Eating out in Sydney’s CBD

This article was also published in the Financial Times.   The Bridge Room, which opened in August 2011, and Cafe Nice, which is only a month old, are no more than 500 metres from one another in Sydney’s Central Business District. Although their menus are very different – the former is a model of modern Australian cooking while the latter focuses on the equally colourful cooking of the French Riviera – they have a great deal in common. The first and most obvious factor to anyone visiting from Europe is…






Eating in and around Essaouira

Two equally excellent meals, in equally unlikely locations, on New Year’s Day prompted me to wonder why I don’t keep the one resolution that I make every year – to write even more about what and where I have the good fortune to eat so well. I am, however, fully aware of why I have not fulfilled this resolution in the past. Firstly, I have to concentrate on my day job, writing for the Financial Times. Secondly, other things get in the way. And, finally, I am not always presented…






Happy New Year of the Snake

This article was also published in the Financial Times. Singapore recently provided even more contrasts and surprises than usual. There was the humid heat interspersed with downpours that even my home town of Manchester would have been proud of. But as a result of all the rain, I was to meet a taxi driver whose 60 years living there had meant learning three different national anthems – British, then Malay and finally Singapore’s own. There was the obligatory early morning trip to Tiong Bahru with its wet market and, above,…






At home in Hong Kong

This article was also published in the Financial Times. Hong Kong presents a particular professional challenge: it is the city in the world where I am least likely to see a menu and, as a consequence, least likely to order a single dish. And all this happens because I try to do the very best for my readers. The dates fixed, emails wing their way. My Chinese friends know that they are my conduit to insider restaurant knowledge and soon every meal is arranged. At this stage I still seem…






Sydney’s well-named restaurants

This article was also published in the Financial Times.   Australia has made a series of significant contributions to the world’s restaurants. The first has been the export of raw talent in the shape of young chefs and waiters. John Torode, Michael Benyan and Brett Graham decided to stay and Smiths of Smithfield, the Zetter Townhouse and The Ledbury are their respective contributions to London’s reputation. This wave was accompanied by the export of some really excellent-value Australian wine that brightened up many a restaurant wine list. This has been…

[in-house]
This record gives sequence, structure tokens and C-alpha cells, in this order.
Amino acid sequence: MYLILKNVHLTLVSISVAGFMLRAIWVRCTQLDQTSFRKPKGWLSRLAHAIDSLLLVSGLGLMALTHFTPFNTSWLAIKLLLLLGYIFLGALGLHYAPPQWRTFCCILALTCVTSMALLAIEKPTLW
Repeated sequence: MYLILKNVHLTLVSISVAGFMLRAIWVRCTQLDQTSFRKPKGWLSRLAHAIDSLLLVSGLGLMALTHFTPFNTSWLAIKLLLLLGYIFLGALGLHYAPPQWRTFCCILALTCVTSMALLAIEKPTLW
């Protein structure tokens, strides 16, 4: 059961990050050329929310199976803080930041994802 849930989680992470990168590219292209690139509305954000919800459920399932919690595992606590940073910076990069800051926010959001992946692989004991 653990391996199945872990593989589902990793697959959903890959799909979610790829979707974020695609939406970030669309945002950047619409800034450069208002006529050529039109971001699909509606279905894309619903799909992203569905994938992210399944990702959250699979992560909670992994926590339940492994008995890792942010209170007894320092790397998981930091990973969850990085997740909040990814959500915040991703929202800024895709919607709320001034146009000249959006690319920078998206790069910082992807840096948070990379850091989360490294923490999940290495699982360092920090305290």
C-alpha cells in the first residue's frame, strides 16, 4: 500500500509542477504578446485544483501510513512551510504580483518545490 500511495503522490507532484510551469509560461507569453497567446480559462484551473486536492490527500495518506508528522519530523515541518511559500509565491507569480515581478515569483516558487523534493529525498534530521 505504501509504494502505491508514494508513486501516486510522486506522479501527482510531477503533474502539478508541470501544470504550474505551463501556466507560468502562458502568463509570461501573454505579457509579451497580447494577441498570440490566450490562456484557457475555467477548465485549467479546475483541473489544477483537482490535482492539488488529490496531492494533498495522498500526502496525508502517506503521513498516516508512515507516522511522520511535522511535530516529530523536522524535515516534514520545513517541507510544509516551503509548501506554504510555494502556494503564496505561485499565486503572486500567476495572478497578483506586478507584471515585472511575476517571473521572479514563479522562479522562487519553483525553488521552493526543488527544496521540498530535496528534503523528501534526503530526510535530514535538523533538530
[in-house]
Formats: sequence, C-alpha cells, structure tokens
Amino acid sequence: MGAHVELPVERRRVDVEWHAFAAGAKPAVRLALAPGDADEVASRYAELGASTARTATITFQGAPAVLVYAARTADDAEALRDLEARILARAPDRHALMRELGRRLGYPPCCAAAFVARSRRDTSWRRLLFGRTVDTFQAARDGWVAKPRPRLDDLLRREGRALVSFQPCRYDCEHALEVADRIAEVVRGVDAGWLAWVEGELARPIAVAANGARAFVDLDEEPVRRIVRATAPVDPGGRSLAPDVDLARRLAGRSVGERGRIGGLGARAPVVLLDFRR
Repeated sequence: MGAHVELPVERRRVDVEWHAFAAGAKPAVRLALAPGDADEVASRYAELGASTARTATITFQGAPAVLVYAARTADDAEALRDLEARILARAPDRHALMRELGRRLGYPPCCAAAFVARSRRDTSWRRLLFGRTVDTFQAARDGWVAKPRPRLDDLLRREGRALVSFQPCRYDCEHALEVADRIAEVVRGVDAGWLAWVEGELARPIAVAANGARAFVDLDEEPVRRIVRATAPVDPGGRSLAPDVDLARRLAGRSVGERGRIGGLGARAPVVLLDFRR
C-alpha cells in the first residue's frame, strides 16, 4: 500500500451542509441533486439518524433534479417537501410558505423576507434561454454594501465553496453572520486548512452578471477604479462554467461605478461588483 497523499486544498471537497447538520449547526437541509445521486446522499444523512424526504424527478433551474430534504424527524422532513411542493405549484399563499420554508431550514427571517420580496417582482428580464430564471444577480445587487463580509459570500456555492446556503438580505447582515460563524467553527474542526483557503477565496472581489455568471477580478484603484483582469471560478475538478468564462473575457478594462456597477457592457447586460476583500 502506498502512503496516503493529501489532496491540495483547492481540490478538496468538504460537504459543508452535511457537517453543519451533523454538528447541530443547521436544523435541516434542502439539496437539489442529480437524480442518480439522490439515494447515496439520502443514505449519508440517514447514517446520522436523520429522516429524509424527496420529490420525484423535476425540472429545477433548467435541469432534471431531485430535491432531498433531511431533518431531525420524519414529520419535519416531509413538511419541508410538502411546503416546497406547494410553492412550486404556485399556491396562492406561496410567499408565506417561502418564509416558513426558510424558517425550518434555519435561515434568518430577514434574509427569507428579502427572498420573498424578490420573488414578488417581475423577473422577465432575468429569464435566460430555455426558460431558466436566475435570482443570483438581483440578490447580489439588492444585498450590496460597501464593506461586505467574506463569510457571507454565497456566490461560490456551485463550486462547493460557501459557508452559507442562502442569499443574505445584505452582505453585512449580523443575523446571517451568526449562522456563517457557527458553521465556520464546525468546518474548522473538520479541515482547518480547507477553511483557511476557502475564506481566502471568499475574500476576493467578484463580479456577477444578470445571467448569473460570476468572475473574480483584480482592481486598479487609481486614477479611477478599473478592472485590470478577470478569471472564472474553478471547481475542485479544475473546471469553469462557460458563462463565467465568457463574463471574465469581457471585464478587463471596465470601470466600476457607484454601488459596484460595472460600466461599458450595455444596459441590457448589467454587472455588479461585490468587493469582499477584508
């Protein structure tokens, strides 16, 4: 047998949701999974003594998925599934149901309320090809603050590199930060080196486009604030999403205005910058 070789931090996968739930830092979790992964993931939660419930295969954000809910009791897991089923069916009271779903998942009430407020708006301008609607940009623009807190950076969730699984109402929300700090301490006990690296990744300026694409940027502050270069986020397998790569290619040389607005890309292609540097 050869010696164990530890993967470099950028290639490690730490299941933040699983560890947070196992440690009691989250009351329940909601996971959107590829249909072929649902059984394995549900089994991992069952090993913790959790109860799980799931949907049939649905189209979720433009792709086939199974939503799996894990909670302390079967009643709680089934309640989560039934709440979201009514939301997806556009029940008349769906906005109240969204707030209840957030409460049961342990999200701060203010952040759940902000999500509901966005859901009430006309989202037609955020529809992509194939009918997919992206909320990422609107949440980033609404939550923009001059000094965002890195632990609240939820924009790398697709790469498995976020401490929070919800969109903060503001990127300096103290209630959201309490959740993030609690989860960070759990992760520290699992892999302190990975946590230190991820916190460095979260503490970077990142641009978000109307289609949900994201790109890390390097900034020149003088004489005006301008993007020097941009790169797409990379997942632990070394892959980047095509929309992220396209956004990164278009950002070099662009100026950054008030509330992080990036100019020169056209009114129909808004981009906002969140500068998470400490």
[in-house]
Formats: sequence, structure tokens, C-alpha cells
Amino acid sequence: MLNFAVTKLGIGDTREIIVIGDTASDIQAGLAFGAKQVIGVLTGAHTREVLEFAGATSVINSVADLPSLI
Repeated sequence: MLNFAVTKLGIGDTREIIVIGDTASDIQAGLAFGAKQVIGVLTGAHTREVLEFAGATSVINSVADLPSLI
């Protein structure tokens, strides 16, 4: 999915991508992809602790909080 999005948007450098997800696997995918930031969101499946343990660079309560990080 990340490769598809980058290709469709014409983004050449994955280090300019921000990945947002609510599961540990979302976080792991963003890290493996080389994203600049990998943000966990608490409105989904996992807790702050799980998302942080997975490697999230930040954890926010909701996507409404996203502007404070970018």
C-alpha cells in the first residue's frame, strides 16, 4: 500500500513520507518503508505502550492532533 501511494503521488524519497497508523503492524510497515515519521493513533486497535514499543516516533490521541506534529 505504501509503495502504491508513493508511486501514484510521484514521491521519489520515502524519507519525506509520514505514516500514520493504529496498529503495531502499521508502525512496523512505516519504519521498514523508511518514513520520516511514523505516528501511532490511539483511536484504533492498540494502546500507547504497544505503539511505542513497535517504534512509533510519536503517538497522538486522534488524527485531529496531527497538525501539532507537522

Eating out in Melbourne

This article was also published in the Financial Times. I learnt six years ago on my first visit to Melbourne that its citizens are as obsessed with food, wine and coffee as those in Singapore, New York and San Sebastian, north-west Spain. On a recent trip I was stunned by the even greater concentration of cafes, bars and restaurants around the centre. When I mentioned this to a friend who lives there, she countered by saying, ‘I suppose so. But there are several good galleries in between.’ We both laughed….






Eating out in Hong Kong

This article was also published in the Financial Times. As we climbed the stairs to the first floor of the Lei Garden restaurant in Mongkok on the Kowloon side of Hong Kong, a branch of this business that has been famous for its dim sum for over 20 years, all the sights and sounds of this distinctive style of lunchtime eating seemed to coalesce. There was the noise generated by the numerous happy customers as they ate. There were the commands the waitresses were passing to the kitchen and their…






Eating out in Singapore

This article was also published in the Financial Times. Of all the many informants around the world who have kindly helped me seek out the most fascinating food, no-one has fulfilled this role more assiduously than wine importer Alan Wong in Singapore. He not only offered to meet us at Changi airport, but en route to our hotel explained how he had spent the previous week trying out different hawker stalls in search of the most authentic bak chor mee, pork noodle soup, to show me. Three hours later, in…






Sydney’s competitive chefs

This article was also published in the Financial Times. I arrived in Sydney feeling ‘crook’, or sick in Australian. This led, most unexpectedly, to a ten-minute lecture on the state of this city’s restaurants as compared with those of Melbourne, its main rival, at 9.45 on a Monday morning from the doctor I had been sent to. Having noted my profession, he promptly set out the reasons why he preferred the restaurants of Melbourne to those of his home town. Only then did he turn to me.These firmly held opinions…






Eating out in and around Hobart

This article was also published in the Financial Times. On the waterfront at Hobart, the capital of Tasmania and the home to what I was reliably informed is the best-preserved collection of Georgian buildings outside the UK, is a large noticeboard. On it is a plethora of useful civic information such as the times of the church services and local taxi numbers as well as a number of business cards from local restaurants that gives the mistaken impression that the local cuisine is predominantly Indian. In true understated Australian fashion,…